What advice would you give to someone starting out as an editor?Research and marketing in that order.  Look at the average prices free-lance editors are charging and determine where in that range your skills and experience fit.  Decide which type of content you would be most happy reading, if you don’t love reading what you are working on then you will struggle to effectively edit that work.  Then find all the places you can advertise yourself.  Be willing to work for free in the beginning, building a name will help you be prosperous later on.

What advice would you give to someone who wants to self-edit? Self-editing leads to second and third guessing of what you wrote and in doing so often leads to further mistakes.  It is time consuming and that time could be spent working on your next novel. Find a good editor and let them assist you in seeing your vision in all its potential.

Tell us a silly fact about yourself. I have a stuffed frog that I can’t sleep without.

 

 

 

 

 

 

 

 

 

 

 

 

Editor Interview Number Eleven – N. R Champagne

Hi, welcome to the Library of Erana and thank you for talking to us today.

–Thank you so much for inviting me!

 

Please introduce yourself.

–I’m N. R. Champagne, Nina to my friends and clients.

 

How did you get into this line of work?

–Funnily enough, I was first drawn to it when I was going through the beta-reading stage with my first book. I was lucky enough to find some really good beta readers, one of whom was in the process of becoming an editor. I had done word processing and editing earlier in my life. I saw that there was a need for reasonably priced editing, and I decided to offer my own services to other indie authors.

 

Are there genres you refuse, if so why is that? Do you have any you love?

–I wouldn’t refuse any genre, and I do both fiction and nonfiction. My favorites are the ones I write in: fantasy and science fiction (including dystopia/postapocalyptic fiction). But I think I would refuse any manuscript that had themes of hatred, excessive violence, or violent sex.

 

Are you also a writer?  If so do you self-edit or do you use the services of another editor?

–Yes, I am a writer. In fact, that’s how I got into editing. My first book, Prodigal Angel, was critiqued, beta-read and proofread by multiple readers, but not outside edited. I won’t make the same mistake with my next book, though.

 

What are your opinions of self-edited work by authors?

–I can certainly understand authors wanting to self-edit; the fees for professional editing are quite daunting. It’s not unusual to pay a big editing house $2,000 or more for a 100K-word manuscript. Of course, I charge about a quarter of that; somewhere around $500 for a basic line edit. It’s not because my editing is not as good as theirs–I believe it might be better! It’s just that as a small service, I have no real overheads so I can charge much less. I’ve seen too many books self-published with bad grammar; it’s a real turn-off to readers. Authors need to remember that no matter how good they are, another pair of eyes is essential. After you’ve been over your own work so many times, you tend to miss a lot. Also, an editor can point out problems with your manuscript you were never even aware of.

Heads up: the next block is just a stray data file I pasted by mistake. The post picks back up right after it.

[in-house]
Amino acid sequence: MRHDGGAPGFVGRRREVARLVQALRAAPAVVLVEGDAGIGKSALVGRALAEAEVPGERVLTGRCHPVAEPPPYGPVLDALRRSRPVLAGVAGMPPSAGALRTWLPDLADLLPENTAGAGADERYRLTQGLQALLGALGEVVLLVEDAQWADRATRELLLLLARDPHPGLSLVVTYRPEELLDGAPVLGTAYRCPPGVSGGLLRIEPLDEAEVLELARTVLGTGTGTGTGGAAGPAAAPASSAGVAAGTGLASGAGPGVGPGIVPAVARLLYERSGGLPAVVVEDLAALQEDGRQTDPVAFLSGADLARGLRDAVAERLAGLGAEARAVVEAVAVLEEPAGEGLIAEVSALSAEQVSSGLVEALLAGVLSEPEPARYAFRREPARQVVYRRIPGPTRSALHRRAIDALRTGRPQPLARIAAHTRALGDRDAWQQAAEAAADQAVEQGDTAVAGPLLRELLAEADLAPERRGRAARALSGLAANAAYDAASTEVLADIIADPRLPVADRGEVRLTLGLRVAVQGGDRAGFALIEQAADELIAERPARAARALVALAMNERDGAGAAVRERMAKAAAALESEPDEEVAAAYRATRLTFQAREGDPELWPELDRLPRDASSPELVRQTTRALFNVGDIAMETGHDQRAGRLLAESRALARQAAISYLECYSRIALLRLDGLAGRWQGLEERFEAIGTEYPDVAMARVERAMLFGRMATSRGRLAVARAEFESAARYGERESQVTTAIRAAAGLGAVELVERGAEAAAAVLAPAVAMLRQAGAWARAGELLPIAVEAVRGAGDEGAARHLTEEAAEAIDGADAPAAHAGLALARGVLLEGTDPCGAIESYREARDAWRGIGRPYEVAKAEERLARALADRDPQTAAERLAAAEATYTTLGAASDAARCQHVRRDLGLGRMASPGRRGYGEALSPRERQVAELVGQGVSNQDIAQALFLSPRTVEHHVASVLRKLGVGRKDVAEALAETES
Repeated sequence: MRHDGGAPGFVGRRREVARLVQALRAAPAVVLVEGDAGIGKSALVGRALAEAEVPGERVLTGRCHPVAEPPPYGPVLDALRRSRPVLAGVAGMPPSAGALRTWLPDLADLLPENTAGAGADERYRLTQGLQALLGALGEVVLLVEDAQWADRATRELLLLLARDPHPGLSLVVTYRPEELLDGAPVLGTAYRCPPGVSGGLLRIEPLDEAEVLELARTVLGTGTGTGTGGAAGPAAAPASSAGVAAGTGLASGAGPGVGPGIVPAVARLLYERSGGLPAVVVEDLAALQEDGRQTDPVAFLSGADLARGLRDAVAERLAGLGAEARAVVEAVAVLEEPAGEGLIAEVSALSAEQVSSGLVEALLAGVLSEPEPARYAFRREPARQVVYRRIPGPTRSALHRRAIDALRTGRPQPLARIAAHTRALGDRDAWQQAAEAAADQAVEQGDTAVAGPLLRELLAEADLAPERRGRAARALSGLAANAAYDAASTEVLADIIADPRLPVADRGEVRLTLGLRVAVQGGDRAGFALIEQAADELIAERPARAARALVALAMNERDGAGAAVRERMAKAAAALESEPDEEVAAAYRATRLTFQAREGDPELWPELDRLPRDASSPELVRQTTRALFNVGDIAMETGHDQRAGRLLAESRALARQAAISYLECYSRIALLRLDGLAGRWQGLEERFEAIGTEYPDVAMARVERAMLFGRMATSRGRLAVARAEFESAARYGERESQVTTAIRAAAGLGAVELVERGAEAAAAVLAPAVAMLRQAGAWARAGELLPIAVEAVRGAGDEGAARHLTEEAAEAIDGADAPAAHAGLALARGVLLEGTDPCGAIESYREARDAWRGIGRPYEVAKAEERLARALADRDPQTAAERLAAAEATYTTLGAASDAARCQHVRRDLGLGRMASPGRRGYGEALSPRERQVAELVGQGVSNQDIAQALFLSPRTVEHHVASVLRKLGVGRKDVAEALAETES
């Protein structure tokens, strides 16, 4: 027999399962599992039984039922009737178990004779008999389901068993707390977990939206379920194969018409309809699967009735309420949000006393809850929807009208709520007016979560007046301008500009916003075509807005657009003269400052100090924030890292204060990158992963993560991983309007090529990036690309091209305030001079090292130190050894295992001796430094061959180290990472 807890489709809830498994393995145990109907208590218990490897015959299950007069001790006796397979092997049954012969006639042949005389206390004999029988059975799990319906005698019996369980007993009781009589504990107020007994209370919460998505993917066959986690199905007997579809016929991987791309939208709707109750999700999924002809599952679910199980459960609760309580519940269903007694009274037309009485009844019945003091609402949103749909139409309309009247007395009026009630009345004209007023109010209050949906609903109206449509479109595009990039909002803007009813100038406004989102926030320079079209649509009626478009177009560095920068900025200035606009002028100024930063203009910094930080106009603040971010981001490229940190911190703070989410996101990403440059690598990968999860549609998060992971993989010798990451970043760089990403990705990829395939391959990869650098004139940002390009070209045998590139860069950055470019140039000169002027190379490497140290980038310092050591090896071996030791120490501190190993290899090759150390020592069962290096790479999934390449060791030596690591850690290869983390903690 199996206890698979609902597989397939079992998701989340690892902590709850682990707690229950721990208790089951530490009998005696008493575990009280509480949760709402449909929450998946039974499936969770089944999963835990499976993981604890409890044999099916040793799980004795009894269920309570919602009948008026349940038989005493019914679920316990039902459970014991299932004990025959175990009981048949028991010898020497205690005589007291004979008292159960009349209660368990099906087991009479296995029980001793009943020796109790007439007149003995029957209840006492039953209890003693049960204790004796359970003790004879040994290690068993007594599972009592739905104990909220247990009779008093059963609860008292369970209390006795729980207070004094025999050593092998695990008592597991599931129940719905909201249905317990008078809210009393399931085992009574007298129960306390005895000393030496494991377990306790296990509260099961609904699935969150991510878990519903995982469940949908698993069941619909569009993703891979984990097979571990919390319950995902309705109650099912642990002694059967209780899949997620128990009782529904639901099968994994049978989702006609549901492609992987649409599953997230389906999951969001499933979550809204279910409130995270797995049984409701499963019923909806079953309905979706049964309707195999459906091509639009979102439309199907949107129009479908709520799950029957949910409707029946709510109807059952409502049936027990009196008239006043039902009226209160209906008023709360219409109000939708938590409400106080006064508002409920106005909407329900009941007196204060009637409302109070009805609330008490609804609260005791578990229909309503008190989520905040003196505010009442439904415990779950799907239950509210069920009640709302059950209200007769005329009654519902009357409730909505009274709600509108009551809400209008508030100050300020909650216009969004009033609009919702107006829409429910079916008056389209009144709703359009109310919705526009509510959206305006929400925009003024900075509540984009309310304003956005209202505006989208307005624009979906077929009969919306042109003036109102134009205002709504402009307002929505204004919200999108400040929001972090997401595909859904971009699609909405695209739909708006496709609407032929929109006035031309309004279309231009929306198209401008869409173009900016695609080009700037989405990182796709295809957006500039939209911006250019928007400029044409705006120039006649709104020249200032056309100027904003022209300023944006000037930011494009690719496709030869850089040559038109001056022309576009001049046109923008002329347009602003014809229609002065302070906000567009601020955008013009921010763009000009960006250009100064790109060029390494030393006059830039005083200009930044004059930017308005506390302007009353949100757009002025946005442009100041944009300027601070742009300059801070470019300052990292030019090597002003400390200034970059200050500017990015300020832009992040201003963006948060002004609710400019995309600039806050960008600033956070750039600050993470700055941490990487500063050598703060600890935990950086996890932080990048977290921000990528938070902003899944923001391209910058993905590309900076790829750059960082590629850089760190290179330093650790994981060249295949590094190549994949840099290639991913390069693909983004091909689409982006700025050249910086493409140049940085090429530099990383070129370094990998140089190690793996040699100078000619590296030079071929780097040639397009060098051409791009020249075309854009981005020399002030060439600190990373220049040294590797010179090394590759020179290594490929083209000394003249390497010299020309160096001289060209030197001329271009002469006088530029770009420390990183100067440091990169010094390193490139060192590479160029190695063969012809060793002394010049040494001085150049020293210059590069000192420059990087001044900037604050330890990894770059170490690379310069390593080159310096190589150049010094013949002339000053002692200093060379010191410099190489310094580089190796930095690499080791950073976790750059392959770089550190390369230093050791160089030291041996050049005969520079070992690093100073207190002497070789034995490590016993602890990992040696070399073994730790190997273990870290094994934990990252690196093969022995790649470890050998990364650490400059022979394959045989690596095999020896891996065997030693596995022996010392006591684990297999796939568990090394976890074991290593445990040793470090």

Have you ever refused a manuscript?

–No, but I have gotten some for reviews in the past that I couldn’t go through with because they were so bad. But a manuscript going to an editor should be in better shape by that point; an editor expects the manuscript to have been critiqued, beta read, and revised by then, so that it’s ready for the editing stage.

 

Have you ever had an author refuse your suggestions/changes? If so how did you deal with it?

–I haven’t experienced that exactly, but I tend to work very closely with the author and I’m respectful of their wishes. My approach is, “The author is always right.” It’s their book, after all, not mine, and I am careful not to override their intentions. Often I will check with the author first if I want to change a certain way she does something, and the author can approve or reject any change I make. I have been asked why a certain change is called for, and I explain the reasoning for it. Usually, they accept it, but if they don’t want it, that’s their decision.